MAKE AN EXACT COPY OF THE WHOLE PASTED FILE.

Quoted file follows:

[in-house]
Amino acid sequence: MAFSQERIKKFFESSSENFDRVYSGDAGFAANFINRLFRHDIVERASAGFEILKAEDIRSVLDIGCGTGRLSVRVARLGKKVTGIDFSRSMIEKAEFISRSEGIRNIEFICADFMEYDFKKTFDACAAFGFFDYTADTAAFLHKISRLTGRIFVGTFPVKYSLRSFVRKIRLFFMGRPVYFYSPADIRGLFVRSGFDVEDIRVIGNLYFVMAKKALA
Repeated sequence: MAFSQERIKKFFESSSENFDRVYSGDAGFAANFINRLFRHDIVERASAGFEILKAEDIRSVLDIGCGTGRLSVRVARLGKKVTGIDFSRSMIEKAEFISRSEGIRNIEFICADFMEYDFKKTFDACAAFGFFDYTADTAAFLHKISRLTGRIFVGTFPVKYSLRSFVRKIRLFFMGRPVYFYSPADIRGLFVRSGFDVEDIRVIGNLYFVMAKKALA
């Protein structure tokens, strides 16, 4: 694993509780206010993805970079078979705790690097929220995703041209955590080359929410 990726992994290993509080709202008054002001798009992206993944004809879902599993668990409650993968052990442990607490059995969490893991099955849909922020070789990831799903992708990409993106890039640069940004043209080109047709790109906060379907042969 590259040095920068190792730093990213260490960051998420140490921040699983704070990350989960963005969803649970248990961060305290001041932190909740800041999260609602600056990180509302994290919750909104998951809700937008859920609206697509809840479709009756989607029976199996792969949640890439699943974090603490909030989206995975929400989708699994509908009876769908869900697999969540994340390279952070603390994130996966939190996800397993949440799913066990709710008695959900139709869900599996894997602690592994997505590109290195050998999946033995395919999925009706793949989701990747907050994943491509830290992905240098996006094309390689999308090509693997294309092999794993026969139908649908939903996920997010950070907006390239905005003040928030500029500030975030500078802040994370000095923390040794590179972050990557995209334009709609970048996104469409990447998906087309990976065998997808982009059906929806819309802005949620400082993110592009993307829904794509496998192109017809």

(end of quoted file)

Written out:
[in-house]
Amino acid sequence: MAFSQERIKKFFESSSENFDRVYSGDAGFAANFINRLFRHDIVERASAGFEILKAEDIRSVLDIGCGTGRLSVRVARLGKKVTGIDFSRSMIEKAEFISRSEGIRNIEFICADFMEYDFKKTFDACAAFGFFDYTADTAAFLHKISRLTGRIFVGTFPVKYSLRSFVRKIRLFFMGRPVYFYSPADIRGLFVRSGFDVEDIRVIGNLYFVMAKKALA
Repeated sequence: MAFSQERIKKFFESSSENFDRVYSGDAGFAANFINRLFRHDIVERASAGFEILKAEDIRSVLDIGCGTGRLSVRVARLGKKVTGIDFSRSMIEKAEFISRSEGIRNIEFICADFMEYDFKKTFDACAAFGFFDYTADTAAFLHKISRLTGRIFVGTFPVKYSLRSFVRKIRLFFMGRPVYFYSPADIRGLFVRSGFDVEDIRVIGNLYFVMAKKALA
């Protein structure tokens, strides 16, 4: 694993509780206010993805970079078979705790690097929220995703041209955590080359929410 990726992994290993509080709202008054002001798009992206993944004809879902599993668990409650993968052990442990607490059995969490893991099955849909922020070789990831799903992708990409993106890039640069940004043209080109047709790109906060379907042969 590259040095920068190792730093990213260490960051998420140490921040699983704070990350989960963005969803649970248990961060305290001041932190909740800041999260609602600056990180509302994290919750909104998951809700937008859920609206697509809840479709009756989607029976199996792969949640890439699943974090603490909030989206995975929400989708699994509908009876769908869900697999969540994340390279952070603390994130996966939190996800397993949440799913066990709710008695959900139709869900599996894997602690592994997505590109290195050998999946033995395919999925009706793949989701990747907050994943491509830290992905240098996006094309390689999308090509693997294309092999794993026969139908649908939903996920997010950070907006390239905005003040928030500029500030975030500078802040994370000095923390040794590179972050990557995209334009709609970048996104469409990447998906087309990976065998997808982009059906929806819309802005949620400082993110592009993307829904794509496998192109017809």